The best timing of ECV is controversial. It has been modified from later than 36 weeks’ gestation to early term—37 weeks or greater. When compared with term ECV (37+ weeks), preterm ECV (34–35 weeks) has been associated with increased short-term success with cephalic presentation, higher rates of reversion to breech in the ensuing weeks, and cesarean delivery risk reduction [RR 0.90; 95% CI 0.83–0.97]. However, preterm ECV is also associated with an increased risk of premature birth [RR 1.51; 95% CI 1.03–2.21].3
The current recommendation for ECVs at term could reduce their frequency and prevent unnecessary prematurity at the expense of a potentially small increase in cesarean delivery risk.
Parenteral tocolysis (beta agonist) should be used if there are no contraindications. Many of us already use some form of tocolysis to reduce uterine tone. Recent data support what many of us have suspected—that a tocolytic improves ECV success [RR 1.68; 95% CI, 1.14–2.48] and reduces cesarean delivery risk [RR 0.77; 95% CI, 0.67–0.88]. Although my experience has been with either magnesium or terbutaline, ACOG recommends the latter, citing insufficient evidence to support the use of alternative tocolytics.4
Is early labor or prior uterine scar a contraindication to ECV? Information is insufficient to make clear recommendations on this practice. The likelihood of success is not likely to significantly differ from that in women without these conditions, however, the magnitude of pregnancy risk has not been quantified due to insufficient study. ACOG does not consider these conditions to be contraindications to ECV and care of women in these situations should be individualized.
Whether to offer regional anesthesia at the time of ECV remains unclear, with discordant results in randomized trials exploring this question. Although there are some advantages, such as being able to offer cesarean delivery immediately if complications arise, the data do not currently support routine use. A recent meta-analysis demonstrated greater immediate ECV success, but did not show a significant reduction in cesarean delivery risk with regional anesthesia [RR 0.80; 95% CI, 0.55–1.17]. These findings did not differ for spinal or epidural.5
Although many factors have been associated with success and failure, unlike predicting successful trial of labor after cesarean section, no reliable or validated scoring system exists to counsel patients regarding their likelihood of avoiding a cesarean delivery.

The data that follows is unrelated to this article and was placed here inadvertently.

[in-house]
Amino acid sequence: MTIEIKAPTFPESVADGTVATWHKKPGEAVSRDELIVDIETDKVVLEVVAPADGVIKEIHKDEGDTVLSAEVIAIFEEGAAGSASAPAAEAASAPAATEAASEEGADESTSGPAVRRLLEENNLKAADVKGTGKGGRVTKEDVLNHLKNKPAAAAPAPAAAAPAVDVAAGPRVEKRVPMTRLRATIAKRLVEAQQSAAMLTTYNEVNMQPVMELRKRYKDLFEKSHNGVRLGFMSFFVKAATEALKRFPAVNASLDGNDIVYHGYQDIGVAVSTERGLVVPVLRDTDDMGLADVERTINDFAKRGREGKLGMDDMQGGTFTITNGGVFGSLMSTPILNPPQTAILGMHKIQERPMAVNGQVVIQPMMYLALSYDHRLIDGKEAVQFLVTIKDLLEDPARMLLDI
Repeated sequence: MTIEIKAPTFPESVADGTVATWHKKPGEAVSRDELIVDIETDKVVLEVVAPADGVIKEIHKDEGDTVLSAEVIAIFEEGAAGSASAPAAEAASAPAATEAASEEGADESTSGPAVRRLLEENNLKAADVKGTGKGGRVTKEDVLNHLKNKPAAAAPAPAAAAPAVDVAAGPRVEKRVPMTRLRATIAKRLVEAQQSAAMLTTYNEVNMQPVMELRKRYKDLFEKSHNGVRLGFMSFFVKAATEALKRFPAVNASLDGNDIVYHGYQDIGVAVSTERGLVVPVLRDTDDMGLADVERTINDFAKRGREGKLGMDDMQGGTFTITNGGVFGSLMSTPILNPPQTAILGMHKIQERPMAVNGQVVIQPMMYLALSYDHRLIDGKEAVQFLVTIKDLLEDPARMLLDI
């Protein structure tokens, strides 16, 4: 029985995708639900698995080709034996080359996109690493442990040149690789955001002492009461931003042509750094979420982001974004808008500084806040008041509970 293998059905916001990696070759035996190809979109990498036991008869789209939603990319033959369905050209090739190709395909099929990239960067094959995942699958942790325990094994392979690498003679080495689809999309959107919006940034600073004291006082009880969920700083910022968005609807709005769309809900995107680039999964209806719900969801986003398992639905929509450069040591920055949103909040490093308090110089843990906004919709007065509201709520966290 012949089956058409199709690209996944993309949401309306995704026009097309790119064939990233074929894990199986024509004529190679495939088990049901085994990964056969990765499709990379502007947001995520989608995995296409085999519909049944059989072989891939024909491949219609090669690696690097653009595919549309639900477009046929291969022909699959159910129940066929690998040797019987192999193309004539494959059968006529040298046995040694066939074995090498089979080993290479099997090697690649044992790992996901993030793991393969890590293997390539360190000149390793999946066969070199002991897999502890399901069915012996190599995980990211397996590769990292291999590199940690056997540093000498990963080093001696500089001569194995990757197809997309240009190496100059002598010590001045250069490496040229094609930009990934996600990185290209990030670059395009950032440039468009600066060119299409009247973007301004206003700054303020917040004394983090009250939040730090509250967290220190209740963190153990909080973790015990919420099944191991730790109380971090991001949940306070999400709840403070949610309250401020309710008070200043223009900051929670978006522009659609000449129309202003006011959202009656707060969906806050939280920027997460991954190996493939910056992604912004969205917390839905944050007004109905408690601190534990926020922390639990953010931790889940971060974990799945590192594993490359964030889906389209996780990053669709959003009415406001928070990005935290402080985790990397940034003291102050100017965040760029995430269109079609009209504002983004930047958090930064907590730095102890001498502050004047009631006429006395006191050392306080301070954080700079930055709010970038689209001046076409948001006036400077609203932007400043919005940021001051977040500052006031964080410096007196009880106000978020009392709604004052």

Non-stress test monitoring should occur before and after ECV. Testing should continue for at least 30 minutes after the procedure. Anti-D immune globulin should be given to Rh-negative mothers who have no plans for delivery within 72 hours after ECV.
This new ACOG guidance is a reminder of the importance of routine screening for malpresentation in the third trimester. The evidence justifies ECV as a critical tool for providers to prevent cesarean delivery. Moreover, available evidence continues to be a useful guide for accomplishing a safe and effective ECV.
1. External cephalic version. Practice Bulletin No. 161. American College of Obstetricians and Gynecologists. Obstet Gynecol. 2016;127:e54-61.
2. Hofmeyr GJ, Kulier R, West HM. External cephalic version for breech presentation at term. Cochrane Database Syst Rev. 2015:4.
3. Hutton EK, Hofmeyr GJ, Dowswell T. External cephalic version for breech presentation before term. Cochrane Database Syst Rev. 2015:7.
4. Cluver C, Gyte GM, Sinclair M, Dowswell T, Hofmeyr GJ. Interventions for helping to turn term breech babies to head first presentation when using external cephalic version. Cochrane Database Syst Rev. 2015:2.
5. Goetzinger KR, Harper LM, Tuuli MG, Macones GA, Colditz GA. Effect of regional anesthesia on the success rate of external cephalic version: a systematic review and meta-analysis. Obstet Gynecol. 2011:118(5):1137-44.